After checking in at my hotel, I headed straight over to the convention center (about a 15-minute walk). First stop: the press room to get my press badge. The walk from the entrance doors of the convention center to the press room was about as long as the walk to the convention center from my hotel. It's a huge, sprawling building. Now I see why people recommend comfortable shoes.
Since the main exhibition spaces don't open up until tomorrow, I had just a few of the educational programs to pick from this afternoon. It's a good thing I didn't have much on my schedule, though, because I spent a fair amount of time being lost within that cavernous building.
First, I was planning to check out the Amazon.com program, but apparently it was cancelled...or I was just lost again. Anyway, I ended up at a panel discussion called "Print," which turned out to be a collection of book editors from local publications, including David Ulin of the L.A. Times. This was a fascinating panel discussion. When the moderator asked why print publications still have book coverage, Ulin explained it's because books are such an important part of our culture. Book coverage should be protected not because it's profitable but because it's an important service to the community. I'm not sure anyone in the audience actually believed this answer, but we were all happy to hear it, especially in light of the recent decline in book coverage in the major newspapers.
Interestingly, Ulin revealed that he receives over 1,000 books per week for review. Self-published books are immediately weeded out of the pack because too many are "so unsuitable," according to Ulin. Self-help, inspirational, business, health, and fitness books are also ignored. That still leaves a huge quantity of books from which to choose a lucky few for review. Ulin estimates that about 15% of the books reviewed in the L.A. Times are "no brainers" that will always be reviewed (like the latest Salman Rushdie or Philip Roth). By the way, the cover review of the book section of the L.A. Times this Sunday with be Salman Rushdie's The Enchantress of Florence. You heard it here first (though I'm sure you're not surprised).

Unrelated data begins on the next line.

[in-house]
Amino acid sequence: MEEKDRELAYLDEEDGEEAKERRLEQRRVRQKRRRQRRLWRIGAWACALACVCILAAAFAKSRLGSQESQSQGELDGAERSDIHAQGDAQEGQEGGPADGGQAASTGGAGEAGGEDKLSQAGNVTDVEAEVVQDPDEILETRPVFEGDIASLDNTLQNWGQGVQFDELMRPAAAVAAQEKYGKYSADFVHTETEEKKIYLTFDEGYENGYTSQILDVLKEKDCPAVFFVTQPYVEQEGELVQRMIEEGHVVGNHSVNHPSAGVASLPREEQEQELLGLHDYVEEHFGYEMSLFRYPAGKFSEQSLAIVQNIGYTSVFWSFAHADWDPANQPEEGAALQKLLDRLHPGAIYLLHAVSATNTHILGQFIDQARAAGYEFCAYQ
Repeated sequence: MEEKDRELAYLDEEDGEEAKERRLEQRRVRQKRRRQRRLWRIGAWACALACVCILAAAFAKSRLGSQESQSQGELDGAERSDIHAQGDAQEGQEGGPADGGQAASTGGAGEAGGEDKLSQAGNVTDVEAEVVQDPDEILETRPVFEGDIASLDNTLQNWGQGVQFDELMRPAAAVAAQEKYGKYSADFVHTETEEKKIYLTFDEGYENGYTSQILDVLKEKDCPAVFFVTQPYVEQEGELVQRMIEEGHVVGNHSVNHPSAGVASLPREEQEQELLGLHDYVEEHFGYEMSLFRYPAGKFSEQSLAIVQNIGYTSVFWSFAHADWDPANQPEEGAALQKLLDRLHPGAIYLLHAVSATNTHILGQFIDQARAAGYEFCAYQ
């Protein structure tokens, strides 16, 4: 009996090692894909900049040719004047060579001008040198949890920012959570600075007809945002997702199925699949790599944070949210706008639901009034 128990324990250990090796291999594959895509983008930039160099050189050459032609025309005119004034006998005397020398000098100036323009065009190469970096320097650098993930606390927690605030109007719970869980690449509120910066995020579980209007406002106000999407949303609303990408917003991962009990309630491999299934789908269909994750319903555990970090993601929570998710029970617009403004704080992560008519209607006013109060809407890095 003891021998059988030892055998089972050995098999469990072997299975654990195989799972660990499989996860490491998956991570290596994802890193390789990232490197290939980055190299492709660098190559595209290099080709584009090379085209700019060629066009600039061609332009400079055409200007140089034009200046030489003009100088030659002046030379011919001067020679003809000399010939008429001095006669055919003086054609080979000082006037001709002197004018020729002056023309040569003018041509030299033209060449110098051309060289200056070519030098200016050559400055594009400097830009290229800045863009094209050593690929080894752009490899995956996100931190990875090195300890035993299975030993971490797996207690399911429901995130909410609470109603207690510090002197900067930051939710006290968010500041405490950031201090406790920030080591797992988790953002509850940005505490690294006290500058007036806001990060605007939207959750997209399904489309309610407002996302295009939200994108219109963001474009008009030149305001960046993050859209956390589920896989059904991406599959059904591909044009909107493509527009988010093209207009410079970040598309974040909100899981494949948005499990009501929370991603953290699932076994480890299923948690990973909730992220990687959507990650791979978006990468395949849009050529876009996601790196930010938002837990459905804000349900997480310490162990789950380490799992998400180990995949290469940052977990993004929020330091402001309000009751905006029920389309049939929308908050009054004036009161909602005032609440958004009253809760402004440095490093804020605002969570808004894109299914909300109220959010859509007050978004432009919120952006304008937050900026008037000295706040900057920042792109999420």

Next up was a panel discussion about new publicity opportunities for books. A couple marketers from big publishers described recent experiences with creative marketing. For example, the Doubleday rep described the trailers for three imaginary porn movies starring the protagonist of Snuff, Chuck Palahniuk's new book about a porn star. The trailers resulted in approximately 135,000 views on YouTube before YouTube was forced to implement age restrictions based on the racy content. Snuff is also benefitting from Palahniuk's new MySpace page. Are these tactics working? Apparently so. Snuff has enjoyed a 50% increase in sales during the first week over Palahniuk's last novel Rant. Other panelists described their "small potatoes marketing efforts," including FaceBook widgets, bonus material for fans, fan websites, author events in bookstores, and literary blogs.
My last program of the day was put on by Tim Spalding, the founder of LibraryThing.com. I love LibraryThing, and I'm very familiar with the site, so I didn't expect to learn much. Mainly, I wanted to see Tim Spalding in person. Tim's basic point during the presentation was that LibraryThing creates a rich online culture about books that publishers and booksellers should be emulating in order to get people more excited about books. Makes sense to me.
To end my first day at BEA, I decided to take the shuttle back from the convention center to my hotel so I could experience L.A. traffic first hand. The distance that I walked in 15 minutes earlier in the afternoon took 30 minutes to cover in the shuttle. L.A. traffic at rush hour is worse than anything I've seen outside of Mexico City (and I'm from a city notorious for bad traffic).
Check back tomorrow for Day 2 of BookExpo America.